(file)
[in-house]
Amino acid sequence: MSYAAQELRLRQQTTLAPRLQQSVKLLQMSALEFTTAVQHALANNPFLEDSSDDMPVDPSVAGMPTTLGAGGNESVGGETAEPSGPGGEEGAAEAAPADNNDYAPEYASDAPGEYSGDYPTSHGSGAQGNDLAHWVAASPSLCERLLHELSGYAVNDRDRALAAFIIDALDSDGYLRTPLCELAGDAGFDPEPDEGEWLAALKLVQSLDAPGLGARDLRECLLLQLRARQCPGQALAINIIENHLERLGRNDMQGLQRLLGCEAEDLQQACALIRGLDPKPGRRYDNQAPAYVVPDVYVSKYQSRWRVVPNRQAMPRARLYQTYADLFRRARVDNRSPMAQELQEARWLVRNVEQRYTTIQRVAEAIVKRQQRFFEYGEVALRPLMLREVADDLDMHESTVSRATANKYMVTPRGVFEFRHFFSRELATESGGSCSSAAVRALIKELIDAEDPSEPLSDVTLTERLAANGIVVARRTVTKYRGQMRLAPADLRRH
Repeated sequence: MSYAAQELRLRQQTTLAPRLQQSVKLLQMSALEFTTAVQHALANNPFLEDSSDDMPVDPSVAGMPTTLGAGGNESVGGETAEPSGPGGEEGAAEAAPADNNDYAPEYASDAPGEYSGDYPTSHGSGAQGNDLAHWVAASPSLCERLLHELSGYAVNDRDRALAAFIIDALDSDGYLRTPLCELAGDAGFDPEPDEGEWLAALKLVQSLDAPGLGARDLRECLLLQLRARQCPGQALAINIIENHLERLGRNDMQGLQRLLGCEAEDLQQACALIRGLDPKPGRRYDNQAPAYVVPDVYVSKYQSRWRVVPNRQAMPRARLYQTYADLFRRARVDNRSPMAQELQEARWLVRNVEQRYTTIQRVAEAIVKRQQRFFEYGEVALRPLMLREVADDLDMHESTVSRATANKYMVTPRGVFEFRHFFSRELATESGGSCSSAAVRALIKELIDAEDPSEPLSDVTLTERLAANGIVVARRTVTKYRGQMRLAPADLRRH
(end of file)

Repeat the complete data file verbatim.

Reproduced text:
[in-house]
Amino acid sequence: MSYAAQELRLRQQTTLAPRLQQSVKLLQMSALEFTTAVQHALANNPFLEDSSDDMPVDPSVAGMPTTLGAGGNESVGGETAEPSGPGGEEGAAEAAPADNNDYAPEYASDAPGEYSGDYPTSHGSGAQGNDLAHWVAASPSLCERLLHELSGYAVNDRDRALAAFIIDALDSDGYLRTPLCELAGDAGFDPEPDEGEWLAALKLVQSLDAPGLGARDLRECLLLQLRARQCPGQALAINIIENHLERLGRNDMQGLQRLLGCEAEDLQQACALIRGLDPKPGRRYDNQAPAYVVPDVYVSKYQSRWRVVPNRQAMPRARLYQTYADLFRRARVDNRSPMAQELQEARWLVRNVEQRYTTIQRVAEAIVKRQQRFFEYGEVALRPLMLREVADDLDMHESTVSRATANKYMVTPRGVFEFRHFFSRELATESGGSCSSAAVRALIKELIDAEDPSEPLSDVTLTERLAANGIVVARRTVTKYRGQMRLAPADLRRH
Repeated sequence: MSYAAQELRLRQQTTLAPRLQQSVKLLQMSALEFTTAVQHALANNPFLEDSSDDMPVDPSVAGMPTTLGAGGNESVGGETAEPSGPGGEEGAAEAAPADNNDYAPEYASDAPGEYSGDYPTSHGSGAQGNDLAHWVAASPSLCERLLHELSGYAVNDRDRALAAFIIDALDSDGYLRTPLCELAGDAGFDPEPDEGEWLAALKLVQSLDAPGLGARDLRECLLLQLRARQCPGQALAINIIENHLERLGRNDMQGLQRLLGCEAEDLQQACALIRGLDPKPGRRYDNQAPAYVVPDVYVSKYQSRWRVVPNRQAMPRARLYQTYADLFRRARVDNRSPMAQELQEARWLVRNVEQRYTTIQRVAEAIVKRQQRFFEYGEVALRPLMLREVADDLDMHESTVSRATANKYMVTPRGVFEFRHFFSRELATESGGSCSSAAVRALIKELIDAEDPSEPLSDVTLTERLAANGIVVARRTVTKYRGQMRLAPADLRRH